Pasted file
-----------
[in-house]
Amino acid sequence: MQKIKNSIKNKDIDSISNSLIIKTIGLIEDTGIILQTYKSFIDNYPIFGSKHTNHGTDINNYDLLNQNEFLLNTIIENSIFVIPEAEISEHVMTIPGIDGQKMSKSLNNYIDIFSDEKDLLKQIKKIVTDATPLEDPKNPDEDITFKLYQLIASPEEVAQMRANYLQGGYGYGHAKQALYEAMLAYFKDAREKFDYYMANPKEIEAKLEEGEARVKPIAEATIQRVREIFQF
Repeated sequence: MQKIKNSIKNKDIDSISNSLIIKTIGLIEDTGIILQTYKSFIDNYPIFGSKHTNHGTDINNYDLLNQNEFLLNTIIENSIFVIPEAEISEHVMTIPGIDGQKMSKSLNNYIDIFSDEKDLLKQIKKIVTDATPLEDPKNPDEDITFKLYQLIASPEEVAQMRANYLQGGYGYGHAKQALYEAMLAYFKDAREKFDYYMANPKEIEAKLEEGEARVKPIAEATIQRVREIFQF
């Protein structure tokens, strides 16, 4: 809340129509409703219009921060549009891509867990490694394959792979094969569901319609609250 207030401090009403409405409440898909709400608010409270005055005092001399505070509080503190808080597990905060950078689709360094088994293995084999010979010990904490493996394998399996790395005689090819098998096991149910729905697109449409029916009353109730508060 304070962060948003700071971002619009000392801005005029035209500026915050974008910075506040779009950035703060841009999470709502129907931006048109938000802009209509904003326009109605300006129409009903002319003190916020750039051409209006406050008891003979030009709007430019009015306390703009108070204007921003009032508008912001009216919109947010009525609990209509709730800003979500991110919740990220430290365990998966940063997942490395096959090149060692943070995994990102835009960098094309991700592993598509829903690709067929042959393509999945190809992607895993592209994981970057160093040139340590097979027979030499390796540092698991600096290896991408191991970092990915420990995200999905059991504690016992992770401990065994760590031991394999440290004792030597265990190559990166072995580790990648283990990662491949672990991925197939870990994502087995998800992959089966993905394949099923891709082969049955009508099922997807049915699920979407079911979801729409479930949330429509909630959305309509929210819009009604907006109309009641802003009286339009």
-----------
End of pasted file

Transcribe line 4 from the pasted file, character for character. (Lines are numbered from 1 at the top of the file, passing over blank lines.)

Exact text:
């Protein structure tokens, strides 16, 4: 809340129509409703219009921060549009891509867990490694394959792979094969569901319609609250 207030401090009403409405409440898909709400608010409270005055005092001399505070509080503190808080597990905060950078689709360094088994293995084999010979010990904490493996394998399996790395005689090819098998096991149910729905697109449409029916009353109730508060 304070962060948003700071971002619009000392801005005029035209500026915050974008910075506040779009950035703060841009999470709502129907931006048109938000802009209509904003326009109605300006129409009903002319003190916020750039051409209006406050008891003979030009709007430019009015306390703009108070204007921003009032508008912001009216919109947010009525609990209509709730800003979500991110919740990220430290365990998966940063997942490395096959090149060692943070995994990102835009960098094309991700592993598509829903690709067929042959393509999945190809992607895993592209994981970057160093040139340590097979027979030499390796540092698991600096290896991408191991970092990915420990995200999905059991504690016992992770401990065994760590031991394999440290004792030597265990190559990166072995580790990648283990990662491949672990991925197939870990994502087995998800992959089966993905394949099923891709082969049955009508099922997807049915699920979407079911979801729409479930949330429509909630959305309509929210819009009604907006109309009641802003009286339009």